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  1. enO
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    enO Member

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    Motivated Amateur

    Discussion in 'General Writing' started by enO, Oct 10, 2007.

    After a recent battle with depression, and in my opinion, a victory, Ive really wanted to express the possibility of overcoming the hopeless feeling that comes along with it. My idea is to show a clear division between genuinely helping yourself fight it, and feeding the fire. To do this, I want to occasionally and completely change the narrative tone depending on the protagonist's actions; that being, from a defeatist, despairing tone, to a confident, hopeful one. My main concern is overly relying on sympathy to push my point.
    I am not by any means an established writer, but I would really like to get some feedback on my ideas before I commit myself to a rough draft. I realize I probably haven't given much to go on, and that ultimately my ability to write will determine my success, but I would love to know what everyone thinks of my theme.

    Thank you for your time,
    - Cory
     
  2. Scavenger
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    Scavenger Senior Member

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    I think that, as long as the tone shows some congruency with the events of the story, that you have a wonderful idea here. Weaselword was talking somewhere else about the unreliable narrative tool, and it's relative usefullness in third/first person. I don't know what PoV you're writing this from, but either way you could have a lot of fun skewing events and distorting perceptions of how things actually are compared to how someone dealing with depression might view them.

    you do run the risk of making the character come across as somewhat bipolar, if you make too large a gap between these two emotions. So make sure that this hopeful tone of yours does not end up sounding manic.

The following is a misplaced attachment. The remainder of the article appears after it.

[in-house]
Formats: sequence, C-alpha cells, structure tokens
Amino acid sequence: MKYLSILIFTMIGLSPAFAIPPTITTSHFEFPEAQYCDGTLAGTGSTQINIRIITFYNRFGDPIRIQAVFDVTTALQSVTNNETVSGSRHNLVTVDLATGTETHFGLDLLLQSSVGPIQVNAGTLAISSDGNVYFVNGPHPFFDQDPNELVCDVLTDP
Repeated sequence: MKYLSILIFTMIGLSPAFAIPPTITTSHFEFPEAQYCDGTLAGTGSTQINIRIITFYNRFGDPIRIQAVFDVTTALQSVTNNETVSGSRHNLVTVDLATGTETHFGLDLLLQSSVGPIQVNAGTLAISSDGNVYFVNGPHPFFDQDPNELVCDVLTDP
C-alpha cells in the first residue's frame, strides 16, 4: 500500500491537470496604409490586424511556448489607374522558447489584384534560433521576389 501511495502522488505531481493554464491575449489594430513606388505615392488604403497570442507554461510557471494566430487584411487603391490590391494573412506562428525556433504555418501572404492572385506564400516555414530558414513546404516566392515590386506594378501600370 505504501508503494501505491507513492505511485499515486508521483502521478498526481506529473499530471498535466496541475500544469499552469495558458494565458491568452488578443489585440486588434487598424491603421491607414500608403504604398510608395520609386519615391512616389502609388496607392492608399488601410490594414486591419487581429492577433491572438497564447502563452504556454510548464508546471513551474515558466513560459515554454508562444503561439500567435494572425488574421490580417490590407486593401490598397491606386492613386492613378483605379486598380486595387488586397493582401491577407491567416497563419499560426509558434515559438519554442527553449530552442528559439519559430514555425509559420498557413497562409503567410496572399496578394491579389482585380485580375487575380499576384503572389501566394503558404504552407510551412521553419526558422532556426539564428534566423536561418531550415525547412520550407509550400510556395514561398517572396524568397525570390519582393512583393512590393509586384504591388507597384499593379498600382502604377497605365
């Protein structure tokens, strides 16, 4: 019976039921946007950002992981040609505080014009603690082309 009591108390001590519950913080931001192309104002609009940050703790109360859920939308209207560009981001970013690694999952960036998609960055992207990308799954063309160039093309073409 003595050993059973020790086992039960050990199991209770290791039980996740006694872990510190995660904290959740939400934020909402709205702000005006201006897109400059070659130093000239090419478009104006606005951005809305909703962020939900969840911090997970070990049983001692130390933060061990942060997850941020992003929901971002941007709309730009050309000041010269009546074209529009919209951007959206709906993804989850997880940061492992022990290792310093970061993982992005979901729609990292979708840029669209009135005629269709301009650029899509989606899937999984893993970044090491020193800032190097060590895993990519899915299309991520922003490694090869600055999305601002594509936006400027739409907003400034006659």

That said, it might be interesting to do it as a series of tones, in a gradual procession, starting with one, or somewhere in the middle, and working up (or down) and back again, to show the changes in mindset and mood. This would be instead of simply having two tones to pick from. You can play with a lot more subtlety here, and the progression of emotions, from bad to good to worse to okay, or whatever you choose, will be a lot more complex and, arguably, realistic.

    Cheers, and welcome to the forums!
     
  3. enO
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    enO Member

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    This is an awesome suggestion. I hope I can pull it off!

    LOL

    Thanks for the warning!

    My only concern is making it too complex and having the reader wondering where exactly it is that I'm going. If I was to go from bad to good and then back to bad, I'm not sure what the best way would be to wrap things up.
    I suppose it's up to me but do you think I should end with a depressing tone? I would have to assume the reader realizes I'm not trying to enforce a hopeless mood, I'm simply showing the contrast between fighting depression and letting it get the best of you.
    If I end with a hopeful tone, I don't want the reader to forget how the story got to that point. Any suggestions on how I could do this; would it be necessary?
    Regardless, you've been a great help!

    Thanks!
     
  4. Funny Bunny
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    Funny Bunny Contributing Member

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    I would say you don't need feedback before starting out on an experiment. It sounds like a do-able thing. I was hospitalized for depression many years ago. I often write about depressed and/ or addicted characters without ever really making it an issue. Many people are depressed, either long term or temporarily. I do not ever think that sympathy is part of why anyone every reads my work (or does anything with or for me). A likable character can have major flaws. When you start and write a rough draft, that is where and when you will find when something works or does not.

    "What is the story" is more important than "what is the theme" I did not read the story in the paragraph you presented. I think that you could pull off an appropriate story with several voices because generally a character really does change and so the voice changes. You have to play with it, just like any artist needs to play with an idea. You publish/finish probably 1% of anything you start. Good luck! FB
     

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